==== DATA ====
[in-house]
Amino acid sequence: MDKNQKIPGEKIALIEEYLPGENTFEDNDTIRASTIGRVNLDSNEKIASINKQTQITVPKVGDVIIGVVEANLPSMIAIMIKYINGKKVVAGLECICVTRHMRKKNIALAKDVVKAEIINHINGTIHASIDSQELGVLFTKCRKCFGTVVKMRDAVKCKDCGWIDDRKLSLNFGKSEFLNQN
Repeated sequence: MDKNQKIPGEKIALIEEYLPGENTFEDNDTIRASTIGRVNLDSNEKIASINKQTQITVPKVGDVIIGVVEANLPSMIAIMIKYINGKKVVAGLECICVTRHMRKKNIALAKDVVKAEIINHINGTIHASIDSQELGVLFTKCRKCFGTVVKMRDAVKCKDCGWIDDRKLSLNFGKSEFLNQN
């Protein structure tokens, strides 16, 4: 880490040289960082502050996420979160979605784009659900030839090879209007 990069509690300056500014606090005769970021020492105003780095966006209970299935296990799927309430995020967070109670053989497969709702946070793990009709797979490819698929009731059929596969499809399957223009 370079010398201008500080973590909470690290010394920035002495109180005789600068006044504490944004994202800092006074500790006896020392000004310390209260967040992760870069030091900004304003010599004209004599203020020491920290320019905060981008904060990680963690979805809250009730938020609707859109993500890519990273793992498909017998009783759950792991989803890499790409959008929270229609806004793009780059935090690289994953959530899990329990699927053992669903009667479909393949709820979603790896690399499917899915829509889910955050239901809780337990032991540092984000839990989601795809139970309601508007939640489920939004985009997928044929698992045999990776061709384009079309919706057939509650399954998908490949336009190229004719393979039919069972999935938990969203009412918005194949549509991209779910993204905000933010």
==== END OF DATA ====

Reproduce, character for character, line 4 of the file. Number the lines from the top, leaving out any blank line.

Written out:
């Protein structure tokens, strides 16, 4: 880490040289960082502050996420979160979605784009659900030839090879209007 990069509690300056500014606090005769970021020492105003780095966006209970299935296990799927309430995020967070109670053989497969709702946070793990009709797979490819698929009731059929596969499809399957223009 370079010398201008500080973590909470690290010394920035002495109180005789600068006044504490944004994202800092006074500790006896020392000004310390209260967040992760870069030091900004304003010599004209004599203020020491920290320019905060981008904060990680963690979805809250009730938020609707859109993500890519990273793992498909017998009783759950792991989803890499790409959008929270229609806004793009780059935090690289994953959530899990329990699927053992669903009667479909393949709820979603790896690399499917899915829509889910955050239901809780337990032991540092984000839990989601795809139970309601508007939640489920939004985009997928044929698992045999990776061709384009079309919706057939509650399954998908490949336009190229004719393979039919069972999935938990969203009412918005194949549509991209779910993204905000933010």